Getting a look at Hyperloop test track near North Las Vegas

Updated January 11, 2018 - 11:24 pm

Kevin Mock and his team tinker with the potential future of human travel on a remote stretch of desert about 20 miles northeast of Nellis Air Force Base.

Mock, one of the first Virgin Hyperloop One employees to staff the company’s test site, has seen about 200 runs within his employer’s 1,600 feet of steel tube.

Recruited to the Las Vegas area from Indianapolis almost two years ago, the senior test engineer acknowledges a lot of work remains.

The goal is to move humans and cargo in an experimental mode of transportation that could go from Las Vegas to Los Angeles in 30 minutes.

“I loved the project,” he said. “I wanted to be a part of this.”

Changes in two years

On Wednesday, Virgin Hyperloop One invited a small group of reporters for a rare public glimpse into its operations at Apex Industrial Park near North Las Vegas.

The last time the company opened up to the public was May 2016. It tested the acceleration of a sled, sending it to 100 mph in 1.1 seconds with more than twice the force of gravity.

Since then, the company has published promotional materials of its work. It has lost a chief technology officer and an executive chairman. It has announced Nevada isn’t likely to host the first commercial hyperloop track.

Virgin Hyperloop One also has built the line of tubes Mock showed reporters, tubes through which the company wants to prove its theories and calculations are not the stuff of science fiction.

In the summer, the company sent a pod about 192 mph inside the tubes. In December, the pod went about 240 mph.

CES displays

As part of CES this week, a company executive has taken the stage and the company has held demonstrations of the blue pod launched in tests, plus an app designed to show users a potential hyperloop route and compare it to the time taken flying or driving.

At the Los Angeles-based company’s test track outside North Las Vegas, representatives showed reporters one end of the tube test track.

They also showed the pump system that corrects the pressure inside the tube with four hours of jet engine-level noise and a control room that houses almost 30 computer monitors.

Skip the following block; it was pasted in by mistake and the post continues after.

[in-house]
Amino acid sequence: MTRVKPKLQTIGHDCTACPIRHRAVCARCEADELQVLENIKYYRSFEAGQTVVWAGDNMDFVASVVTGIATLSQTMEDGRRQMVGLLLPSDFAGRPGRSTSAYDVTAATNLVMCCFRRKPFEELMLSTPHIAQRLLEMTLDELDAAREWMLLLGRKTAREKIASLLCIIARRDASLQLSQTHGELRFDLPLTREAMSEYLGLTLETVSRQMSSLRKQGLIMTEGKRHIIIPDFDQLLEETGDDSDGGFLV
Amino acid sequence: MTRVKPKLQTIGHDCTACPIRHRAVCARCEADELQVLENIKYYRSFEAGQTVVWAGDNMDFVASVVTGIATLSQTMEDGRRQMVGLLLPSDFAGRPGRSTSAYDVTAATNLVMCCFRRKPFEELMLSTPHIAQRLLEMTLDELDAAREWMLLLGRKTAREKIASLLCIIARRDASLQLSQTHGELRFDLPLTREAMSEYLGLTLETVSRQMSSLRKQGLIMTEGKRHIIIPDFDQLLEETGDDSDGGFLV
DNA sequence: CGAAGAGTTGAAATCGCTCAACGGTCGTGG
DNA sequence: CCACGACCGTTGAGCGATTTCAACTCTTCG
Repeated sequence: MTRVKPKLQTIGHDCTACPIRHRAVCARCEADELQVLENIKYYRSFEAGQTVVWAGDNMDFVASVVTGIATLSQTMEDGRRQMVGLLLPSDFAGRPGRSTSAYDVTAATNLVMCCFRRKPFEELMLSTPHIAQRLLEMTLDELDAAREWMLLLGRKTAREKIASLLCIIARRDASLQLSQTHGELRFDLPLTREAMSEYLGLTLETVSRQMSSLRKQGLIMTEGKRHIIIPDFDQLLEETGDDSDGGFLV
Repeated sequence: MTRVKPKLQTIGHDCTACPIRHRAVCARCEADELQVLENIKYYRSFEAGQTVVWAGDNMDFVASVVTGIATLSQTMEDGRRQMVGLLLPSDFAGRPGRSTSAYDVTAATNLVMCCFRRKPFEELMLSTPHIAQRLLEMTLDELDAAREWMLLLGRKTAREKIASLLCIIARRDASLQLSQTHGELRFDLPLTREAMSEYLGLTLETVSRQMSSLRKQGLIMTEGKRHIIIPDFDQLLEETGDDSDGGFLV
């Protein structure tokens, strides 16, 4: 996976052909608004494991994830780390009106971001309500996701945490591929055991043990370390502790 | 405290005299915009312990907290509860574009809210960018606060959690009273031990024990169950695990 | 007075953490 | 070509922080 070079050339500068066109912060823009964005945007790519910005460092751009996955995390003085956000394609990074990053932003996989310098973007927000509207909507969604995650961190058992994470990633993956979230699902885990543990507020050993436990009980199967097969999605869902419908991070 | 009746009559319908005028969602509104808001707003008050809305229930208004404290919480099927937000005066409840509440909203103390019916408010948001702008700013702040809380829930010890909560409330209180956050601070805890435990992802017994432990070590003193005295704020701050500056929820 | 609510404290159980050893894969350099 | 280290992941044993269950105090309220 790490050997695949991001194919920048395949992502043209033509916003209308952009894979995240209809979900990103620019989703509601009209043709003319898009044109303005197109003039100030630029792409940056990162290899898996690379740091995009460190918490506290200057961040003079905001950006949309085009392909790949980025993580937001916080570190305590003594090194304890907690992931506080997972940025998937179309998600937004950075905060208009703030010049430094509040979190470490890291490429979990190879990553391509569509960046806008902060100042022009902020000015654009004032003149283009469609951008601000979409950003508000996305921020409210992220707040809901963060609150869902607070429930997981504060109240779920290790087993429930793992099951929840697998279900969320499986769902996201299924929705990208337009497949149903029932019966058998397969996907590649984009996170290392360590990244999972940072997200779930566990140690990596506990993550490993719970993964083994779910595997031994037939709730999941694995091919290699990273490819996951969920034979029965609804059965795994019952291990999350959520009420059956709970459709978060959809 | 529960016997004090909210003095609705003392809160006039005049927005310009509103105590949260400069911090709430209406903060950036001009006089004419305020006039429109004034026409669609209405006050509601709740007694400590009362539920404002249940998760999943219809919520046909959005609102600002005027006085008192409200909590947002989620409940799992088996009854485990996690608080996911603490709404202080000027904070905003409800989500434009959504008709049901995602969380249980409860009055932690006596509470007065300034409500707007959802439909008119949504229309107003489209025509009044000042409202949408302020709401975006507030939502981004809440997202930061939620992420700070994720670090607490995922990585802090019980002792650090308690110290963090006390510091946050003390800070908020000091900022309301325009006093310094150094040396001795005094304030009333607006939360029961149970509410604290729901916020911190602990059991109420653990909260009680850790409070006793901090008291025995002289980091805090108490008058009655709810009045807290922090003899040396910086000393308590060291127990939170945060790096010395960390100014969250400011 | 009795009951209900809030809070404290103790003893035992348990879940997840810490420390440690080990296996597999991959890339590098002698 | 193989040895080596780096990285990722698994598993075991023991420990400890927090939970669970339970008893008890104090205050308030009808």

A hyperloop test only requires four to eight workers at a time depending on the test, said Mock. He works among 53 employees who work in and visit Las Vegas. Virgin Hyperloop One has 237 employees in California.

Mock previously worked for SpaceX, whose founder, Elon Musk, first published ideas about hyperloop travel in a 2013 white paper.

The desert environment has proven helpful for tests in various extreme weather conditions, he said. But the Las Vegas Valley has offered some surprises: July heat fried video cameras Virgin Hyperloop One wanted to use to shoot a promotional video.

“We just accommodate for it,” Mock said. “It’s something we have to identify and work with.”

Big-name recruits

The company’s plan to have operating systems by 2021 has attracted some big-name investors.

The company added Virgin to the Hyperloop One name after an investment from billionaire Richard Branson, founder of the Virgin conglomerate of media, travel and health care ventures.

Branson sits on the company’s board along with a Russian billionaire investor, former chief operating officers of Morgan Stanley and Snapchat and a one-time deputy chief of staff to former President Barack Obama.

In September, Virgin Hyperloop One recruited Anita Sengupta from NASA’s jet propulsion laboratory. Her nearly 20 years with NASA included work on the supersonic parachute decelerator for Mars’ Curiosity rover.

Visiting the test track Wednesday from the company’s Los Angeles headquarters, the senior vice president of systems engineering said the work to realize hyperloop reminds her of the work bringing spacecraft to life.

The difference, she believes, is hyperloop will come with more immediate benefits.

“Space is such a niche,” Sengupta said. “This is a way to help people.”

Contact Wade Tyler Millward at or 702-383-4602. Follow @wademillward on Twitter.

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